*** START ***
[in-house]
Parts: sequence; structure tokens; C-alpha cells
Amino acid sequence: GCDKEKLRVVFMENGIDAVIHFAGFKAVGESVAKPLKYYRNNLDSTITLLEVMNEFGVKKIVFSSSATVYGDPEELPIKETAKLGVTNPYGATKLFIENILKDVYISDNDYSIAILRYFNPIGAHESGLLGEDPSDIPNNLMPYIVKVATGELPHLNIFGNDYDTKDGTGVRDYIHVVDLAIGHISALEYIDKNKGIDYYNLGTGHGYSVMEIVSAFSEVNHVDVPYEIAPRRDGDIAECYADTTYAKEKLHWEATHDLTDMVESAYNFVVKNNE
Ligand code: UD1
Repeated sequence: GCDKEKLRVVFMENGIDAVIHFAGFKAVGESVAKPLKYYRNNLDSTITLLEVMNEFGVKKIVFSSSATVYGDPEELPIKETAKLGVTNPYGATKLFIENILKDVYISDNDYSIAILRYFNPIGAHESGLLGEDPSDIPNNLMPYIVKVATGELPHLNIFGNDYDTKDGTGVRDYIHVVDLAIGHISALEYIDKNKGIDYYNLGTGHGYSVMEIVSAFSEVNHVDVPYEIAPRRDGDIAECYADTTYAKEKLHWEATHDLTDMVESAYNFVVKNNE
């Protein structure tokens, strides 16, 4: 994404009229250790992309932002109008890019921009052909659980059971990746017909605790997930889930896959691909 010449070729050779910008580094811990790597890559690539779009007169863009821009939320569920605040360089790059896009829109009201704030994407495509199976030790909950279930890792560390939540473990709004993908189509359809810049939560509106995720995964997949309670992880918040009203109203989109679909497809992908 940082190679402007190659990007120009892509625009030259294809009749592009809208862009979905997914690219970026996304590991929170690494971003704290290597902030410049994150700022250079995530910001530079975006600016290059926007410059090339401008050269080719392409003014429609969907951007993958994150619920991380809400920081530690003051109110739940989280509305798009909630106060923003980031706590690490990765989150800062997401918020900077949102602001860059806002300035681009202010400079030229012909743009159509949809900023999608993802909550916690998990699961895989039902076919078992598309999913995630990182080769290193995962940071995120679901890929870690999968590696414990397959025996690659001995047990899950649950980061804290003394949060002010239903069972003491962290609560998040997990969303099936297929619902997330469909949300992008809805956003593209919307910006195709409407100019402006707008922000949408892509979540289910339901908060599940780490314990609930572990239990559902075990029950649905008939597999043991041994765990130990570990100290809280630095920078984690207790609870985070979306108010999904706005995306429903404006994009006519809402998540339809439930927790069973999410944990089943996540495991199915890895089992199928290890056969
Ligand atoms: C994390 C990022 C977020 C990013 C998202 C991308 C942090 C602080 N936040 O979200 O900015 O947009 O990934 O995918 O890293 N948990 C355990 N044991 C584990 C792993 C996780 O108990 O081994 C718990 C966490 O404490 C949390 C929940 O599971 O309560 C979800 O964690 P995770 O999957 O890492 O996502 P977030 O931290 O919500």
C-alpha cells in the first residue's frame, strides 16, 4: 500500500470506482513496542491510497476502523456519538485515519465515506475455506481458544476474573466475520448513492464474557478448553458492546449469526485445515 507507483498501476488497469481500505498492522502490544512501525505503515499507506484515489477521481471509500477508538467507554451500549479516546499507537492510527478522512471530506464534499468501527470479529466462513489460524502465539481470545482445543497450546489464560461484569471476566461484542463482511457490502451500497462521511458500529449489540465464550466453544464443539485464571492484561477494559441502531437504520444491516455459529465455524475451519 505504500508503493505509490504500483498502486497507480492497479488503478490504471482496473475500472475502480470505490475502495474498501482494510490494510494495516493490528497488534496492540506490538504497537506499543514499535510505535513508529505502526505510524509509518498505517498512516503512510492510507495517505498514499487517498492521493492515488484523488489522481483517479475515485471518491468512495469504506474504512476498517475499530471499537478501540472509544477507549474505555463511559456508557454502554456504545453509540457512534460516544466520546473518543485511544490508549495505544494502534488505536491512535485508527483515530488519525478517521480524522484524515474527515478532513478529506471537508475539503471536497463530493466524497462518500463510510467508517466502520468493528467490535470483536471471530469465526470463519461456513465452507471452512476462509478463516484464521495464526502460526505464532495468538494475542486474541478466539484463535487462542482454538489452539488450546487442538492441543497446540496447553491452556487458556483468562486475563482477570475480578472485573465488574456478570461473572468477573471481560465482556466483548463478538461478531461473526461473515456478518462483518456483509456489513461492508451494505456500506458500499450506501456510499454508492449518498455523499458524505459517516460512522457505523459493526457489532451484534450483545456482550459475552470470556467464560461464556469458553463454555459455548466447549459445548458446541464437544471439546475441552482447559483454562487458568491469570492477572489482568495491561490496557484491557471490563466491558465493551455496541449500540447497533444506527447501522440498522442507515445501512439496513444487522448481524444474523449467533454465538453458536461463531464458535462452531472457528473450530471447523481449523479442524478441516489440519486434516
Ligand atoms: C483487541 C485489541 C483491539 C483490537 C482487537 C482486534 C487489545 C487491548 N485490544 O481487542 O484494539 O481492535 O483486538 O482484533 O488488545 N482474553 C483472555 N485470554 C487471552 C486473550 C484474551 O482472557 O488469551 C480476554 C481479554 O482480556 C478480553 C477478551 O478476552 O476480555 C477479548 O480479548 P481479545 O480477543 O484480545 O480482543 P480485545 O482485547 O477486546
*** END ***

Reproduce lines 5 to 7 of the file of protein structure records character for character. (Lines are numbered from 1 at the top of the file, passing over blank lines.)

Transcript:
Repeated sequence: GCDKEKLRVVFMENGIDAVIHFAGFKAVGESVAKPLKYYRNNLDSTITLLEVMNEFGVKKIVFSSSATVYGDPEELPIKETAKLGVTNPYGATKLFIENILKDVYISDNDYSIAILRYFNPIGAHESGLLGEDPSDIPNNLMPYIVKVATGELPHLNIFGNDYDTKDGTGVRDYIHVVDLAIGHISALEYIDKNKGIDYYNLGTGHGYSVMEIVSAFSEVNHVDVPYEIAPRRDGDIAECYADTTYAKEKLHWEATHDLTDMVESAYNFVVKNNE
């Protein structure tokens, strides 16, 4: 994404009229250790992309932002109008890019921009052909659980059971990746017909605790997930889930896959691909 010449070729050779910008580094811990790597890559690539779009007169863009821009939320569920605040360089790059896009829109009201704030994407495509199976030790909950279930890792560390939540473990709004993908189509359809810049939560509106995720995964997949309670992880918040009203109203989109679909497809992908 940082190679402007190659990007120009892509625009030259294809009749592009809208862009979905997914690219970026996304590991929170690494971003704290290597902030410049994150700022250079995530910001530079975006600016290059926007410059090339401008050269080719392409003014429609969907951007993958994150619920991380809400920081530690003051109110739940989280509305798009909630106060923003980031706590690490990765989150800062997401918020900077949102602001860059806002300035681009202010400079030229012909743009159509949809900023999608993802909550916690998990699961895989039902076919078992598309999913995630990182080769290193995962940071995120679901890929870690999968590696414990397959025996690659001995047990899950649950980061804290003394949060002010239903069972003491962290609560998040997990969303099936297929619902997330469909949300992008809805956003593209919307910006195709409407100019402006707008922000949408892509979540289910339901908060599940780490314990609930572990239990559902075990029950649905008939597999043991041994765990130990570990100290809280630095920078984690207790609870985070979306108010999904706005995306429903404006994009006519809402998540339809439930927790069973999410944990089943996540495991199915890895089992199928290890056969
Ligand atoms: C994390 C990022 C977020 C990013 C998202 C991308 C942090 C602080 N936040 O979200 O900015 O947009 O990934 O995918 O890293 N948990 C355990 N044991 C584990 C792993 C996780 O108990 O081994 C718990 C966490 O404490 C949390 C929940 O599971 O309560 C979800 O964690 P995770 O999957 O890492 O996502 P977030 O931290 O919500």